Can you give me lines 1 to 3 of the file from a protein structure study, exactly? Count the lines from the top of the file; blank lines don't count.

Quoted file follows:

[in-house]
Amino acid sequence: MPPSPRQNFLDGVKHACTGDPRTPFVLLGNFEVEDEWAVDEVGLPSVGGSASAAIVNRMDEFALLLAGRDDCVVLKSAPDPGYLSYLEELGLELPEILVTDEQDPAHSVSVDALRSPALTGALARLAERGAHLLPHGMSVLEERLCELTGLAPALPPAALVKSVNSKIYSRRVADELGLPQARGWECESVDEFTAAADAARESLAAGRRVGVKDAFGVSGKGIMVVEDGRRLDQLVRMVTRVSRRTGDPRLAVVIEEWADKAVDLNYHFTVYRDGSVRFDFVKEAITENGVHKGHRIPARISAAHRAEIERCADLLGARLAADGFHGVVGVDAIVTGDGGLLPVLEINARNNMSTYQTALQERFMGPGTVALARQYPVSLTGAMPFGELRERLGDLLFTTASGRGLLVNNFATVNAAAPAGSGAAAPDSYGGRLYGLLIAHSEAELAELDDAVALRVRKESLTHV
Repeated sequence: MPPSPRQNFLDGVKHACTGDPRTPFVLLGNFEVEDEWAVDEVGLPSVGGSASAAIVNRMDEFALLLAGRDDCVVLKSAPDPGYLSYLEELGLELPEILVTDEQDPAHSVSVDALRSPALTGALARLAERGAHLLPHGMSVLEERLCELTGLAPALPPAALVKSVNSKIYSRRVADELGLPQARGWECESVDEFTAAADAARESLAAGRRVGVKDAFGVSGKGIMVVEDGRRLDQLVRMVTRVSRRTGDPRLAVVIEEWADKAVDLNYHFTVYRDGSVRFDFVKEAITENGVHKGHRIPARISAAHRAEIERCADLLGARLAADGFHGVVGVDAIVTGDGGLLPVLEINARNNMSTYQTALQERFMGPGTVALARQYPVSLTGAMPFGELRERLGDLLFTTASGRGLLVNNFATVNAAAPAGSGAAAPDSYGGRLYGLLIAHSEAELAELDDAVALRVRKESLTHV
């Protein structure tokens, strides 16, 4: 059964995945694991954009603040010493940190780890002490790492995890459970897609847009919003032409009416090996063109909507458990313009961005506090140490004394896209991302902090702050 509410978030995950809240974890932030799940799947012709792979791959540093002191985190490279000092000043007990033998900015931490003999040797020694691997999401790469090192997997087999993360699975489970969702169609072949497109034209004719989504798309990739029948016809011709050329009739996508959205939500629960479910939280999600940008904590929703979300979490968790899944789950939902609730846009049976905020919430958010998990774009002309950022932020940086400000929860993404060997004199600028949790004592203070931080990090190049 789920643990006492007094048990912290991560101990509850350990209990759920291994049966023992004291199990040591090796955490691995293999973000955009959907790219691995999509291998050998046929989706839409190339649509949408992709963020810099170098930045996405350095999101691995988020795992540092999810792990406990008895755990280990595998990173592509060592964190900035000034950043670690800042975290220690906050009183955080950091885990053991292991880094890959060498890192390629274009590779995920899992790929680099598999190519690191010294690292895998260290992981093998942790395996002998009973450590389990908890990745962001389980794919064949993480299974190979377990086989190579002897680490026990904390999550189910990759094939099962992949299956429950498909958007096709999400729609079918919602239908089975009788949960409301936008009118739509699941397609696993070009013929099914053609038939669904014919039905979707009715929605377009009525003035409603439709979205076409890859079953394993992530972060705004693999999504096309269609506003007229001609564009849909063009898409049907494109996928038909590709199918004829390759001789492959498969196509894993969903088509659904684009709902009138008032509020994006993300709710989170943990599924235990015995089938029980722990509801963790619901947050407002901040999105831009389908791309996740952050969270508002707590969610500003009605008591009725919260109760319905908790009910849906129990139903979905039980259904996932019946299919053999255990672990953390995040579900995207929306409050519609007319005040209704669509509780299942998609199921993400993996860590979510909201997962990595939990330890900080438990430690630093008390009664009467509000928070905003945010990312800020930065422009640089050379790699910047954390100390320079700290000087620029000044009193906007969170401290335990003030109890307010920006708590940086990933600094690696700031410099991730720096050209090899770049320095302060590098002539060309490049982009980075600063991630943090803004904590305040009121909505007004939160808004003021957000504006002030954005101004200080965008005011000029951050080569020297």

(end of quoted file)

[in-house]
Amino acid sequence: MPPSPRQNFLDGVKHACTGDPRTPFVLLGNFEVEDEWAVDEVGLPSVGGSASAAIVNRMDEFALLLAGRDDCVVLKSAPDPGYLSYLEELGLELPEILVTDEQDPAHSVSVDALRSPALTGALARLAERGAHLLPHGMSVLEERLCELTGLAPALPPAALVKSVNSKIYSRRVADELGLPQARGWECESVDEFTAAADAARESLAAGRRVGVKDAFGVSGKGIMVVEDGRRLDQLVRMVTRVSRRTGDPRLAVVIEEWADKAVDLNYHFTVYRDGSVRFDFVKEAITENGVHKGHRIPARISAAHRAEIERCADLLGARLAADGFHGVVGVDAIVTGDGGLLPVLEINARNNMSTYQTALQERFMGPGTVALARQYPVSLTGAMPFGELRERLGDLLFTTASGRGLLVNNFATVNAAAPAGSGAAAPDSYGGRLYGLLIAHSEAELAELDDAVALRVRKESLTHV
Repeated sequence: MPPSPRQNFLDGVKHACTGDPRTPFVLLGNFEVEDEWAVDEVGLPSVGGSASAAIVNRMDEFALLLAGRDDCVVLKSAPDPGYLSYLEELGLELPEILVTDEQDPAHSVSVDALRSPALTGALARLAERGAHLLPHGMSVLEERLCELTGLAPALPPAALVKSVNSKIYSRRVADELGLPQARGWECESVDEFTAAADAARESLAAGRRVGVKDAFGVSGKGIMVVEDGRRLDQLVRMVTRVSRRTGDPRLAVVIEEWADKAVDLNYHFTVYRDGSVRFDFVKEAITENGVHKGHRIPARISAAHRAEIERCADLLGARLAADGFHGVVGVDAIVTGDGGLLPVLEINARNNMSTYQTALQERFMGPGTVALARQYPVSLTGAMPFGELRERLGDLLFTTASGRGLLVNNFATVNAAAPAGSGAAAPDSYGGRLYGLLIAHSEAELAELDDAVALRVRKESLTHV